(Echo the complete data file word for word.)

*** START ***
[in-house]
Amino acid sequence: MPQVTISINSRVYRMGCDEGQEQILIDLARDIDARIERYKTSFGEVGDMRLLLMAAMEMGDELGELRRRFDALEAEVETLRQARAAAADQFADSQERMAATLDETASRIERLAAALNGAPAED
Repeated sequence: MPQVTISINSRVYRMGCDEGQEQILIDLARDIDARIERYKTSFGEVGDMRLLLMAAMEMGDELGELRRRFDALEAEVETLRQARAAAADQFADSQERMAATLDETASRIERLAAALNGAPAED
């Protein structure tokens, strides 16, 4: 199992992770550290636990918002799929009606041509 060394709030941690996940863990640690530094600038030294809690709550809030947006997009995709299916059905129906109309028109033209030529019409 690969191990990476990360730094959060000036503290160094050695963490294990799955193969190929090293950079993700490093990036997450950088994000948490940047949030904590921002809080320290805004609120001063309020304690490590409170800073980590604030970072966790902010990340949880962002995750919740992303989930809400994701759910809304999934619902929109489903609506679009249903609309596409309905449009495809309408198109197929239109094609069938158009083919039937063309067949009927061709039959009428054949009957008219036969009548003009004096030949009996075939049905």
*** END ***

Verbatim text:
[in-house]
Amino acid sequence: MPQVTISINSRVYRMGCDEGQEQILIDLARDIDARIERYKTSFGEVGDMRLLLMAAMEMGDELGELRRRFDALEAEVETLRQARAAAADQFADSQERMAATLDETASRIERLAAALNGAPAED
Repeated sequence: MPQVTISINSRVYRMGCDEGQEQILIDLARDIDARIERYKTSFGEVGDMRLLLMAAMEMGDELGELRRRFDALEAEVETLRQARAAAADQFADSQERMAATLDETASRIERLAAALNGAPAED
């Protein structure tokens, strides 16, 4: 199992992770550290636990918002799929009606041509 060394709030941690996940863990640690530094600038030294809690709550809030947006997009995709299916059905129906109309028109033209030529019409 690969191990990476990360730094959060000036503290160094050695963490294990799955193969190929090293950079993700490093990036997450950088994000948490940047949030904590921002809080320290805004609120001063309020304690490590409170800073980590604030970072966790902010990340949880962002995750919740992303989930809400994701759910809304999934619902929109489903609506679009249903609309596409309905449009495809309408198109197929239109094609069938158009083919039937063309067949009927061709039959009428054949009957008219036969009548003009004096030949009996075939049905």